Join Richard Stim for an in-depth discussion in this video Warranties and indemnity, part of Music Law: Recording Management Rights and Performance Contracts.
- Most record deals include both…a warranty and an indemnity provision.…A warranty is a contractual promise.…Basically, the artist is warranting that…he or she is the copyright holder…and can deliver a lawsuit free recording.…In other words warranties place the burden on the artist…to be sure that the work doesn't infringe,…and that clearances and permissions have been granted…from graphic artists, performers, producers,…and anyone else who contributed something creative.…
It is in the artist's best interest…to read and understand each warranty, and to feel confident…or as confident as possible that the promise can be made.…One type of warranty that may pose a problem…for some artists has to do with samples:…digital snip its of recorded sound,…lifted from someone else's recording.…The sampling warranty always requires clearance,…and often requires that the artist list every sample used.…I discuss sampling in a separate segment.…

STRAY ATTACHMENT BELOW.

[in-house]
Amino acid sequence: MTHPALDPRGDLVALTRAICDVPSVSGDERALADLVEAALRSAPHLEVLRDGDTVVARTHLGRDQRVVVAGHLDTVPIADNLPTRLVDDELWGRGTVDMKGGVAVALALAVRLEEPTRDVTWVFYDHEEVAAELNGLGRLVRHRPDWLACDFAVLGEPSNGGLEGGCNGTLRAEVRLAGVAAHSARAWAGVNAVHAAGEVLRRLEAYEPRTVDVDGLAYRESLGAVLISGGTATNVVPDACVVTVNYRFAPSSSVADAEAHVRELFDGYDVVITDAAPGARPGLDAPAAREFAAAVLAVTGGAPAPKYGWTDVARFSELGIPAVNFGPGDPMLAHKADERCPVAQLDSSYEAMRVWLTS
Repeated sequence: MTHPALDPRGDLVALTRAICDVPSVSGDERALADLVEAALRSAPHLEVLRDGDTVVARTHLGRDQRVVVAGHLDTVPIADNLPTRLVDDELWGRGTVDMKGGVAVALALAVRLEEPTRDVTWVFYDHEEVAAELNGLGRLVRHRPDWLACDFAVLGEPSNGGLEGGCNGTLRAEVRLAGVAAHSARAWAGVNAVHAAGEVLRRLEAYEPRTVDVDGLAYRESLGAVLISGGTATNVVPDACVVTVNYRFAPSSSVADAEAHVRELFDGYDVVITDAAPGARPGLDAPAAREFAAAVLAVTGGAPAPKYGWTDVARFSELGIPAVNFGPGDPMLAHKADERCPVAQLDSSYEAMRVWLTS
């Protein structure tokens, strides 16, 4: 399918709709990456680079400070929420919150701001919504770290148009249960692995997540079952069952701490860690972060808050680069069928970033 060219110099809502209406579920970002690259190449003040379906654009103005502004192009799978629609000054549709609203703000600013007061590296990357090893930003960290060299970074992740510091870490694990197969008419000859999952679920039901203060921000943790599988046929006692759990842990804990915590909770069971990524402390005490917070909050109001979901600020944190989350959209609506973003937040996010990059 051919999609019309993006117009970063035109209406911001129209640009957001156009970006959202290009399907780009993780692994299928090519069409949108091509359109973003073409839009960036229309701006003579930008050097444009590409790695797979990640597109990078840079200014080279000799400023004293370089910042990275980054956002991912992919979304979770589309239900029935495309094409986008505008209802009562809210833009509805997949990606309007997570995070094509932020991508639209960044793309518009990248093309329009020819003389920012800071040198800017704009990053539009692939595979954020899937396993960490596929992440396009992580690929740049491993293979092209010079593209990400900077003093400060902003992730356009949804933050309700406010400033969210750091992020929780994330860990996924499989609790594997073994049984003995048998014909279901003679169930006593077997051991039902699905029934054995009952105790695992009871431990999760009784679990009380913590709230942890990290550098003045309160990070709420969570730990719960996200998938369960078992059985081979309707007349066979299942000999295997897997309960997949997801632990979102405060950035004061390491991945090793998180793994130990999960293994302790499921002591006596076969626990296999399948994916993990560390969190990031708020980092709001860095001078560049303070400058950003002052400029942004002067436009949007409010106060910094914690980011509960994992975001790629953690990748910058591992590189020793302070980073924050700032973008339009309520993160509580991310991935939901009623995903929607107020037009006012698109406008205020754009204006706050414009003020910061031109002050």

The companion to a warranty provision…is an indemnity provision, also known…as a hold harmless clause.…
For example, when it comes to record contracts, it's important to know how advances and royalties work, how to maintain creative control, and what happens when a member leaves a band. Rich also tackles management contracts, describing what managers can do for you—and what to do when you need to let them go. Next, he explores the basic terms, riders, and payment options in performance contracts. Then learn about releases, artwork permissions, publishing and producer agreements, and other types of legal arrangements. Rich wraps up the course with a discussion of oral agreements, attorney fees and roles, and five basic rules worth remembering for every music contract.
DISCLAIMER: This course is taught by an attorney (or other instructor) and addresses US law concepts that may not apply in all countries. Neither LinkedIn (including Lynda.com) nor the instructor represents you and they are not giving legal advice. The information conveyed through this course is akin to a college or law school course; it is not intended to give legal advice, but instead to communicate information to help viewers understand the basics of the topic presented. The views (and legal interpretations) presented in this course do not necessarily represent the views of LinkedIn or Lynda.com.
- Why bother with a contract?
- Understanding terms, options, royalties, and deductions
- Making provisions for marketing
- Including warranties and indemnity clauses
- Hiring a manager
- Understanding performance contracts
- Getting permission to use samples
- Creating a band partnership
- Record keeping
- Going through mediation or arbitration